The Water Project : 1-4585-yar


Project Photos


Project Type

Protected Spring

In many communities, natural springs exist as water flows from cracks in rocky ground or the side of a hill.  Springs provide reliable water but that doesn’t mean safe. When left open they become contaminated by surface contamination, animal and human waste and rain runoff. The solution is to protect the source. First, you excavate around the exact source area of the spring. Then, you build a protective reservoir for water flow, which pours through a reinforced pipe in a concrete headwall to a paved collection area. Safe water typically flows year-round and there is very limited ongoing maintenance needed!


A Year Later: Ogola Spring

December, 2017

These days, less time is spent and more is used for studying. My grades have improved!

Keeping The Water Promise

There's an incredible community of monthly donors who have come alongside you in supporting clean water in Ogola Spring.

This giving community supports ongoing sustainability programs that help Ogola Spring maintain access to safe, reliable water. Together, they keep The Water Promise.

We’re confident you'll love joining this world-changing group committed to sustainability!

Give Monthly

A year ago, generous donors helped protect Ogola Spring in Mukhonje Village, Western Kenya. Because of these gifts and contributions from our monthly donors, partners can visit project sites throughout the year, strengthening relationships with communities and evaluating the actual water project. These consistent visits allow us to learn vital lessons and hear amazing stories – we’re excited to share this one from our partner Christine Luvandwa with you.


The community living around Ogola Spring is feeling happy and secure as they drink clean water from their protected spring. Before last year, they were constantly worried about their health and especially the health of their children.

Sorophina, having filled her container with clean water from Ogola Spring.

We met with Sorophina Dinda at Ogola Spring to talk about how life in Mukhonje has changed with clean water. She said, “The users of this water have increased since the spring was protected; now people from the neighboring village are all coming to get water from our spring. This makes us line up to get the water. We cannot chase them away because they are our immediate neighbors and we will need their help in other areas.”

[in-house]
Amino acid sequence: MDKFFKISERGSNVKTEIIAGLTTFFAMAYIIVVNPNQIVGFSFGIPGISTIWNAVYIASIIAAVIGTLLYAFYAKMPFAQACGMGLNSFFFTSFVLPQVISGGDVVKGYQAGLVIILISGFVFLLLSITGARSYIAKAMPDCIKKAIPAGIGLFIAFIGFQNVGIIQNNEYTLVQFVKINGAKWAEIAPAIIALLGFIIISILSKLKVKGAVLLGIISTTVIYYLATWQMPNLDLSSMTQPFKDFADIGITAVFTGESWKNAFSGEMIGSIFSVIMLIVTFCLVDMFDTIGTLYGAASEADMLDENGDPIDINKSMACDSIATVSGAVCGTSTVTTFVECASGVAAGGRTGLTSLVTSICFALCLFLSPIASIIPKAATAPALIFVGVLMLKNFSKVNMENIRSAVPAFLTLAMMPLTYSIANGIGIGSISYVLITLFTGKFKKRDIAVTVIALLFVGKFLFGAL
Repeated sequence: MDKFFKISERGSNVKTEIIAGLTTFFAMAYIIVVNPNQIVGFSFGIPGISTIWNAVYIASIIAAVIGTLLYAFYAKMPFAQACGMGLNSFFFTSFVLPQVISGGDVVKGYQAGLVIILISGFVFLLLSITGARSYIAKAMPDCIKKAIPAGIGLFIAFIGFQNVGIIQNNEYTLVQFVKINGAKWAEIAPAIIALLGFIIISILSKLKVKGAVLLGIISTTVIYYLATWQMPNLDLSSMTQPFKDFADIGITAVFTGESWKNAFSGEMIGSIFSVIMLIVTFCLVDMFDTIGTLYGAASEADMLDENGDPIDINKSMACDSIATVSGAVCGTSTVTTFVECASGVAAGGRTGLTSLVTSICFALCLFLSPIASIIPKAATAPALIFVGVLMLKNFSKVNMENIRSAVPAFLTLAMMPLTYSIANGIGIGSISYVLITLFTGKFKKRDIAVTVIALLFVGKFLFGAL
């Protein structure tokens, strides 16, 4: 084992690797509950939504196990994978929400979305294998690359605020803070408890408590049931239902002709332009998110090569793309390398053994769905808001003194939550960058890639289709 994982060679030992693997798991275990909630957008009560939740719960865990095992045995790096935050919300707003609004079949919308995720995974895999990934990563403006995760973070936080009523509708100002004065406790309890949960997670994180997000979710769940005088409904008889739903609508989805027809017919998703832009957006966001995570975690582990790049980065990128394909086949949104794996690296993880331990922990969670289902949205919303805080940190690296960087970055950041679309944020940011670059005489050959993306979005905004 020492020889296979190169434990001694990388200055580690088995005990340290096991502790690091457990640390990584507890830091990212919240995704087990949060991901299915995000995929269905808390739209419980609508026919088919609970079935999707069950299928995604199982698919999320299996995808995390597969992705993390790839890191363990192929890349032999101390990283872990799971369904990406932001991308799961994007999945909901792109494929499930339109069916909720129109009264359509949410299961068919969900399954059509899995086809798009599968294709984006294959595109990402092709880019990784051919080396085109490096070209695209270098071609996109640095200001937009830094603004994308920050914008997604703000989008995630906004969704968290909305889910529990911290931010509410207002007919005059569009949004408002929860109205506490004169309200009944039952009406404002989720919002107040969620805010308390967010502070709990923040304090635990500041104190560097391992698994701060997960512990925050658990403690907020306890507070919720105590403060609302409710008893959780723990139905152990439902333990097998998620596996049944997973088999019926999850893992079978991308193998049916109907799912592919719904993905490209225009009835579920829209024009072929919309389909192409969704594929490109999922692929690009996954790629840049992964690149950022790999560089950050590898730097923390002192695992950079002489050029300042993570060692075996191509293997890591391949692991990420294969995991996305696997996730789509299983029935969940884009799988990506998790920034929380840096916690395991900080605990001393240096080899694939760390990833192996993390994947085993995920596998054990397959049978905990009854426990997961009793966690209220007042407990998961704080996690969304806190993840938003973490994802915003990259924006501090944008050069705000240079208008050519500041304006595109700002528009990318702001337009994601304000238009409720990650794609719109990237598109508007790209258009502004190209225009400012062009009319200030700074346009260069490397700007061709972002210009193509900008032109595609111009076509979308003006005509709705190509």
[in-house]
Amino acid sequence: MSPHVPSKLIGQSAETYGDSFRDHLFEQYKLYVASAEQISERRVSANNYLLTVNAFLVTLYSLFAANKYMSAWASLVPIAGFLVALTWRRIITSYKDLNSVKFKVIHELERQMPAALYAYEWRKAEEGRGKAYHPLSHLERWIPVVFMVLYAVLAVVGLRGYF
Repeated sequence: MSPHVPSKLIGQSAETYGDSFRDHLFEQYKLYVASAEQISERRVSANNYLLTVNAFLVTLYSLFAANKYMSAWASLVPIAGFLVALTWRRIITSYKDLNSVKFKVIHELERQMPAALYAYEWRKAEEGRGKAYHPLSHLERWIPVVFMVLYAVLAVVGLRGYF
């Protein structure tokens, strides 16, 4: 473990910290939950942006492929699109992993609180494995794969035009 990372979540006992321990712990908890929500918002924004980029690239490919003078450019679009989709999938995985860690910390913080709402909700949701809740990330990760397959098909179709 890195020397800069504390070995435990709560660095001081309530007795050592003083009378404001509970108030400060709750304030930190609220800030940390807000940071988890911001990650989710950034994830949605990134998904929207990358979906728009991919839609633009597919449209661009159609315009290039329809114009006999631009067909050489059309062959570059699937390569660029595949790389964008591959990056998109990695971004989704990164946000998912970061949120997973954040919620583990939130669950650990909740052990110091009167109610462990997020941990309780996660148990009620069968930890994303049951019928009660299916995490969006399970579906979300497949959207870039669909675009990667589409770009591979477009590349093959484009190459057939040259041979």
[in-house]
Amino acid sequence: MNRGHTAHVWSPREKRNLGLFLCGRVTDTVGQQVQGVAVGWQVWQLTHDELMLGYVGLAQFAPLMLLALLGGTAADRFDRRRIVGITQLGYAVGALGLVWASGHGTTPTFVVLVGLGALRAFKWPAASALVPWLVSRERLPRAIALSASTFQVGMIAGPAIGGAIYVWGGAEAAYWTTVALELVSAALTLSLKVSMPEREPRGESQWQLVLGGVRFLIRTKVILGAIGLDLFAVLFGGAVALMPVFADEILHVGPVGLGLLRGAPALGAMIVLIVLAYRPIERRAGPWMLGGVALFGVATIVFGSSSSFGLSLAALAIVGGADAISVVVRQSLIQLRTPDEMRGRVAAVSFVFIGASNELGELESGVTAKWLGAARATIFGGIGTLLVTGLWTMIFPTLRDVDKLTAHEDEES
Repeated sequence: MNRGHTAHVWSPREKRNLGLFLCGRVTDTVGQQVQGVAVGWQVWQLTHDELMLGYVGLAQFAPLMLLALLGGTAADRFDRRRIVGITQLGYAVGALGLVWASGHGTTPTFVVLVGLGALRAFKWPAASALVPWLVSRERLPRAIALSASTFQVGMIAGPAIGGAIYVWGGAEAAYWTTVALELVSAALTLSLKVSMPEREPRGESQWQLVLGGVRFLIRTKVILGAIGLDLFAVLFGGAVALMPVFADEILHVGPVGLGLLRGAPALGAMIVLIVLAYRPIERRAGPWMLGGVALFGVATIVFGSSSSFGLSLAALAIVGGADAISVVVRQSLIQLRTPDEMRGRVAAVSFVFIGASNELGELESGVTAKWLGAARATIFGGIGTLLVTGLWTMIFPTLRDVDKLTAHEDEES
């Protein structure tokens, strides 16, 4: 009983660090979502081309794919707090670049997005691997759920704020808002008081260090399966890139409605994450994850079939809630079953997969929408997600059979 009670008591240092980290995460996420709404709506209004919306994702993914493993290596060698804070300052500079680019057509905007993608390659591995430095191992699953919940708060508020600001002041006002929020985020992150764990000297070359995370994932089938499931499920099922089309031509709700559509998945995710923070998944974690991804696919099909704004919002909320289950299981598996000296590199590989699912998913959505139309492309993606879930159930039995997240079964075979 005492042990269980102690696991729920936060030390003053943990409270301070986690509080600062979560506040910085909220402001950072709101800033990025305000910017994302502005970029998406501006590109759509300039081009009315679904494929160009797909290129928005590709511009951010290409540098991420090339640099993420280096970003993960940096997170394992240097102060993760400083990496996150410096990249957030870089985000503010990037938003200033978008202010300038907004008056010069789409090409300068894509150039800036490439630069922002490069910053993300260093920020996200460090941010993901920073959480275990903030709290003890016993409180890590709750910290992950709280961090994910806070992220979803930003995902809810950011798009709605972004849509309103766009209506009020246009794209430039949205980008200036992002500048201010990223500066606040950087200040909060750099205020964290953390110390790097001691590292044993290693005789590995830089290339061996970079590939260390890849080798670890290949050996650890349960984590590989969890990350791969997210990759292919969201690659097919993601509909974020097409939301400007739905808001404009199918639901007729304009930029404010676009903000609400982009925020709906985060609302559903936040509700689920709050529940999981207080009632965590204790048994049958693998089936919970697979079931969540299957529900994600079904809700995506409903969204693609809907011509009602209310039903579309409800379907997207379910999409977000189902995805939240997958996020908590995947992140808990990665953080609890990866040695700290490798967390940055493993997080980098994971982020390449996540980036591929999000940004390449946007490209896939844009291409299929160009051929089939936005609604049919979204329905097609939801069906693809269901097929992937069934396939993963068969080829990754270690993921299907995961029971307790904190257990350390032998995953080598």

16-year-old Judith Omala has been benefiting from the clean water too. “As a primary school student, I now have an easy time fetching water for our home. I used to have a hard time because we had to fetch water using small containers, and it was challenging as other users left the water dirty and I had to wait for it to settle. This all cut into my study time. These days, less time is spent and more is used for studying. My grades have improved!” she rejoiced.


The Water Project and our partners are committed to consistent monitoring of each water source. Our monitoring and evaluation program, made possible by monthly donors, allows us to visit communities up to 4 times a year. Read more about our program and how you can help.


Navigating through intense dry spells, performing preventative maintenance, conducting quality repairs when needed and continuing to assist community leaders to manage water points are all normal parts of keeping projects sustainable. The Water Promise community supports ongoing sustainability programs that help Ogola Spring maintain access to safe, reliable water.

We’d love for you to join this world-changing group committed to sustainability.

The most impactful way to continue your support of Ogola Spring – and hundreds of other places just like this – is by joining our community of monthly givers.

Your monthly giving will help provide clean water, every month... keeping The Water Promise!

Give Monthly


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1 individual donor(s)